Some of my colleagues in the House of Commons already have expressed their views to the effect that this Constitution, as amended, has placed our country in a strait jacket. Others have strong reservations over the fact that the Favreau formula will result in a shift of power from the federal Government to the provinces.

Personally, I agree it might have this result, but however I am not at all disturbed by such a shift in power. I feel that this is inevitable and even necessary at the present time. It is my opinion that this will go a long way towards meeting some of Quebec's present requests. As you are aware, there is a.definite feeling of uneasiness in my province and many of our public men feel that a realignment of priorities between the federal and provincial Governments will permit the provincial Government to meet its ever increasing responsibilities.

As an example, I could mention the field of education. I think every Canadian today will agree that education should have top priority and should be met whatever the price. Now that we will have the power to change our Constitution, I think we will be witness to a long tug of war between the federal Government and the provinces and when I consider how uninspiring and unreadable a document our Constitution is in its present form, I am afraid that the annual edition of new amendments and sub-amendments will make it absolutely unpalatable.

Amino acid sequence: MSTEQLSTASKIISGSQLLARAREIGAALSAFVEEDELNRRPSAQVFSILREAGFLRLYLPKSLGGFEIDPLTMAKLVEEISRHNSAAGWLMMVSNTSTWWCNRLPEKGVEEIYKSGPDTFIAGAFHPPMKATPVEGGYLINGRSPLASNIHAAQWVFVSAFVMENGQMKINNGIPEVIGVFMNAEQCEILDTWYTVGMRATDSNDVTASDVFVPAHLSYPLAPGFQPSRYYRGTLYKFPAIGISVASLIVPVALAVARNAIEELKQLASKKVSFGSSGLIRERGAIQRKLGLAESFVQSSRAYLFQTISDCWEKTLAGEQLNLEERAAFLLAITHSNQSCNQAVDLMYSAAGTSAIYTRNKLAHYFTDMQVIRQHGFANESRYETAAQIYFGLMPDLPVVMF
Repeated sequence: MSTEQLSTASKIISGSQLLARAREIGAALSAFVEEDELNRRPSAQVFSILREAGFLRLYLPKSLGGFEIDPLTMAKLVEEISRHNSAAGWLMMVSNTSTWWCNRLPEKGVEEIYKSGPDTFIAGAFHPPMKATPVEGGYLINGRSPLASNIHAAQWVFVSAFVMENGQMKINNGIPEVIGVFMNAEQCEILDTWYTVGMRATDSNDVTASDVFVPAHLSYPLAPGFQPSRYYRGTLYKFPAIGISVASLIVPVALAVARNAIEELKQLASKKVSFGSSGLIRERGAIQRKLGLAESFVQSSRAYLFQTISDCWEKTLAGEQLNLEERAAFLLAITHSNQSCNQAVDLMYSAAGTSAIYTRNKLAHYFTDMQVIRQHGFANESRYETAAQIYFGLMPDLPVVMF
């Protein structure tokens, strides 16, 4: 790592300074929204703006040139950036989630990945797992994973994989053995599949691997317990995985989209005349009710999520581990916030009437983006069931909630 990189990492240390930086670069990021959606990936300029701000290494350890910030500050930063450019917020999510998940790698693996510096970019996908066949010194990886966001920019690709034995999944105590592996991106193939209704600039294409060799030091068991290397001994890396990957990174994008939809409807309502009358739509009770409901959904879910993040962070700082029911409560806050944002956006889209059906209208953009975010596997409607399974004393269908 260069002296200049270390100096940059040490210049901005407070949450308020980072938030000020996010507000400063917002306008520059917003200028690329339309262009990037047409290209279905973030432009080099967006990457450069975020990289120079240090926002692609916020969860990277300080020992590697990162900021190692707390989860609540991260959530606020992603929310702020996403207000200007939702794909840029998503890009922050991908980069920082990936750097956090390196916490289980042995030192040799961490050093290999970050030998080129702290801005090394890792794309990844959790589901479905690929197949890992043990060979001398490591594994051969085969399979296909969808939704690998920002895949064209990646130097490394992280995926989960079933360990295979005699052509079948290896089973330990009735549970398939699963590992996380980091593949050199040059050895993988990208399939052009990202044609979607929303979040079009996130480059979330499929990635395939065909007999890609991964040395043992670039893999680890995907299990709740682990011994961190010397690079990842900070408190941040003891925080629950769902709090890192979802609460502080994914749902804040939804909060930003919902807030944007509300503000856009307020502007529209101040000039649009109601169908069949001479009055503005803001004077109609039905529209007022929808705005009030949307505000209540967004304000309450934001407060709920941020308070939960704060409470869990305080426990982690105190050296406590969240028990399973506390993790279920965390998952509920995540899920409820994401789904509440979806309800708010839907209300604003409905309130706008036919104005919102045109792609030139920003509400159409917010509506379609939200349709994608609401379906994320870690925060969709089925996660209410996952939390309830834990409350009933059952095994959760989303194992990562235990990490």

Canada is like a man who owns a model-T Ford of 1926 vintage. The model-T Ford in 1926 was a marvellous piece of engineering and it was even revolutionary for this time of history. It should be admired for that, but if that man has to go to Montreal from here and he uses his model-T Ford, he might get there, but he will certainly not get there rapidly and it will certainly not be an efficient way to travel at this time.